It's not just the money, either — a car is a huge responsibility and on top of that, it's dangerous. Nearly 1.25 million people are killed in car crashes each year, globally. On average, that's 3,287 deaths a day. An additional 20-50 million are injured or disabled. Automotive crashes rank as the 9th leading cause of death and account for 2.2% of all deaths globally. (Source: thewanderingrv.com/car-accident-statistics/) Another plus for public transportation is that when you park a car, you have to go back to retrieve it, so you go from Point A to Point B to Point C to Point A again. With public transportation, you can continue in any direction you want without stopping and you never have to go in reverse (except eventually to home!).
Great healthcare had already out-plussed the U.S. even after only three years in France. I wasn't on the French social security plan yet at the time, but our private health insurance was one-third of the cost of what it was in the U.S. and every doctor appointment, every drug cost a lot less, too. It was shocking and thrilling. The care was better, too, because it wasn't driven by profit. The doctors actually advised based on your best health, not their pocketbooks. They took time with you because they weren't trying to move as many patients as possible through their doors to cover the high costs of their malpractice insurance and other expenses the French physicians don't have.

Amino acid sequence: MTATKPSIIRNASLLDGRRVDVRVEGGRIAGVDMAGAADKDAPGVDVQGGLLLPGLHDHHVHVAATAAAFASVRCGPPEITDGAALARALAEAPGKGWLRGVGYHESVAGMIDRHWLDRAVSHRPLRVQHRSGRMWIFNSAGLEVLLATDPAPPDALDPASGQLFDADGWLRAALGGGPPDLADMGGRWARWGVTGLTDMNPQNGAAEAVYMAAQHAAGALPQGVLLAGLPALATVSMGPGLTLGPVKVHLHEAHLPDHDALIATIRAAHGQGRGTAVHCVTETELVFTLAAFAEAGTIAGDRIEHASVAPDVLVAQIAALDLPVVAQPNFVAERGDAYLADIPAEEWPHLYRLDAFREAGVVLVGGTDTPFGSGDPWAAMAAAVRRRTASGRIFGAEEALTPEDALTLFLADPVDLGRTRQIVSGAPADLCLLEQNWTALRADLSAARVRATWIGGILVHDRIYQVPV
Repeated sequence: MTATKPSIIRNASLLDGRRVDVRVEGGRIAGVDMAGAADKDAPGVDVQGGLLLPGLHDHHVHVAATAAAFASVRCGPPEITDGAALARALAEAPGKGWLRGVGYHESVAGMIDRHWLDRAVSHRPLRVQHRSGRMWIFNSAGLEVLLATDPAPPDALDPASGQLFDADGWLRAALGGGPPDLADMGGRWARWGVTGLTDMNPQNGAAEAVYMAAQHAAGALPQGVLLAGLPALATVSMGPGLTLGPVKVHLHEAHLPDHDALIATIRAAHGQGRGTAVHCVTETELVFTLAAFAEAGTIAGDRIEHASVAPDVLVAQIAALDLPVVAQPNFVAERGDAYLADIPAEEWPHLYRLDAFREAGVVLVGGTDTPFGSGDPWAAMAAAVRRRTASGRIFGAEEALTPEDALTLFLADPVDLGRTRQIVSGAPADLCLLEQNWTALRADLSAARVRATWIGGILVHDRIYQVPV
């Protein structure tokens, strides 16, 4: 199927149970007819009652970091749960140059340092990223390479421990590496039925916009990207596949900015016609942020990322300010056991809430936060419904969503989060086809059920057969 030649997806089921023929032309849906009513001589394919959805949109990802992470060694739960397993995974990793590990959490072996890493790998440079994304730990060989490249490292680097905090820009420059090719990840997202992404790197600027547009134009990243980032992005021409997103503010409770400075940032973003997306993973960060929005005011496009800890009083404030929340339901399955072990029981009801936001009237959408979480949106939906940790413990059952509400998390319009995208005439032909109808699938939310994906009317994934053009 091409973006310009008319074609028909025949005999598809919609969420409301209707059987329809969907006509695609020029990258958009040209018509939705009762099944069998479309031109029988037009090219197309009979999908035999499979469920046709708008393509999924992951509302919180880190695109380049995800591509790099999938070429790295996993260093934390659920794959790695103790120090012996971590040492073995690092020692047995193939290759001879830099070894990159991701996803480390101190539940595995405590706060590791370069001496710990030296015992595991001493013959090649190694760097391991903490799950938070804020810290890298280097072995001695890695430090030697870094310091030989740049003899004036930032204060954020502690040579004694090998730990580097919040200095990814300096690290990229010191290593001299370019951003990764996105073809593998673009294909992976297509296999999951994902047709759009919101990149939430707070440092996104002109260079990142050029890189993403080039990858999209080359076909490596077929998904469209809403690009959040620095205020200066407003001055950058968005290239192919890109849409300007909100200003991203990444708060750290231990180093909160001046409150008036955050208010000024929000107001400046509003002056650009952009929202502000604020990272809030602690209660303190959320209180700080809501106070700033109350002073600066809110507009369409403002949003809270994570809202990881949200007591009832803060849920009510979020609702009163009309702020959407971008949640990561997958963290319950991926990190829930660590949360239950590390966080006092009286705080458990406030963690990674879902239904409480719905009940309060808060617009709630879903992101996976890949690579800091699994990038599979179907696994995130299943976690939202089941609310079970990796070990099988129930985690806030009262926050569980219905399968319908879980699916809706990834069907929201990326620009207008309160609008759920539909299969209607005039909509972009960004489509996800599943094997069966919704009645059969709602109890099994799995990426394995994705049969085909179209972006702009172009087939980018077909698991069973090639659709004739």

If you don't believe me, see the report on France24.com from Aug 30, 2019, "Is French healthcare the best in the world?" With Covid-19, the U.S. isn't managing the pandemic very well. According to the European Centre for Disease Prevention and Control, the U.S. has 5,029 cases per 1 million people, compared to France's 2,159 and the worldwide figure of 683 per 1 million. Almost 100,000 people in the U.S have died of the virus, compared to France's 28,332. The curve in France is way down, while in the U.S. it's still at the top. So, where do I feel safer from the virus and healthier? You guessed it: France.